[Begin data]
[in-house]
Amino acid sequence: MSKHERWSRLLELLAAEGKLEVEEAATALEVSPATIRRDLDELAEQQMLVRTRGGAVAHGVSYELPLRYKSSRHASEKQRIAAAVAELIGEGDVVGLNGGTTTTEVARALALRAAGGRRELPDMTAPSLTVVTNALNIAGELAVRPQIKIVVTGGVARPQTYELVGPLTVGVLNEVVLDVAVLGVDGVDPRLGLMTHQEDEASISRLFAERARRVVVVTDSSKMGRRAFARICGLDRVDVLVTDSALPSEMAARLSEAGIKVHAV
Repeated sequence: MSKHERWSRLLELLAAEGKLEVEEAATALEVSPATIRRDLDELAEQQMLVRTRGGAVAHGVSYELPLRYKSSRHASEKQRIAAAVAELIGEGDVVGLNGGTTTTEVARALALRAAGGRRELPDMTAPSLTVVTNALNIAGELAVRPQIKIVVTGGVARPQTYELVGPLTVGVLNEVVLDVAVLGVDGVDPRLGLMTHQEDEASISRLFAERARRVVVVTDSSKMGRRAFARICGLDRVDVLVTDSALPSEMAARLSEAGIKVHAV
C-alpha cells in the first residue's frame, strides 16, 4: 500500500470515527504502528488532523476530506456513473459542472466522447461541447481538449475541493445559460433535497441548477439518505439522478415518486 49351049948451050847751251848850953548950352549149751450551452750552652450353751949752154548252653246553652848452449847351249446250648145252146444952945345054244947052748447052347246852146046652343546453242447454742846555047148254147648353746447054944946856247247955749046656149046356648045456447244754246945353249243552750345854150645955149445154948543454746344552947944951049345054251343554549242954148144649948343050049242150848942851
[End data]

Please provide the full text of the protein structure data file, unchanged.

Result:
[in-house]
Amino acid sequence: MSKHERWSRLLELLAAEGKLEVEEAATALEVSPATIRRDLDELAEQQMLVRTRGGAVAHGVSYELPLRYKSSRHASEKQRIAAAVAELIGEGDVVGLNGGTTTTEVARALALRAAGGRRELPDMTAPSLTVVTNALNIAGELAVRPQIKIVVTGGVARPQTYELVGPLTVGVLNEVVLDVAVLGVDGVDPRLGLMTHQEDEASISRLFAERARRVVVVTDSSKMGRRAFARICGLDRVDVLVTDSALPSEMAARLSEAGIKVHAV
Repeated sequence: MSKHERWSRLLELLAAEGKLEVEEAATALEVSPATIRRDLDELAEQQMLVRTRGGAVAHGVSYELPLRYKSSRHASEKQRIAAAVAELIGEGDVVGLNGGTTTTEVARALALRAAGGRRELPDMTAPSLTVVTNALNIAGELAVRPQIKIVVTGGVARPQTYELVGPLTVGVLNEVVLDVAVLGVDGVDPRLGLMTHQEDEASISRLFAERARRVVVVTDSSKMGRRAFARICGLDRVDVLVTDSALPSEMAARLSEAGIKVHAV
C-alpha cells in the first residue's frame, strides 16, 4: 500500500470515527504502528488532523476530506456513473459542472466522447461541447481538449475541493445559460433535497441548477439518505439522478415518486 49351049948451050847751251848850953548950352549149751450551452750552652450353751949752154548252653246553652848452449847351249446250648145252146444952945345054244947052748447052347246852146046652343546453242447454742846555047148254147648353746447054944946856247247955749046656149046356648045456447244754246945353249243552750345854150645955149445154948543454746344552947944951049345054251343554549242954148144649948343050049242150848942851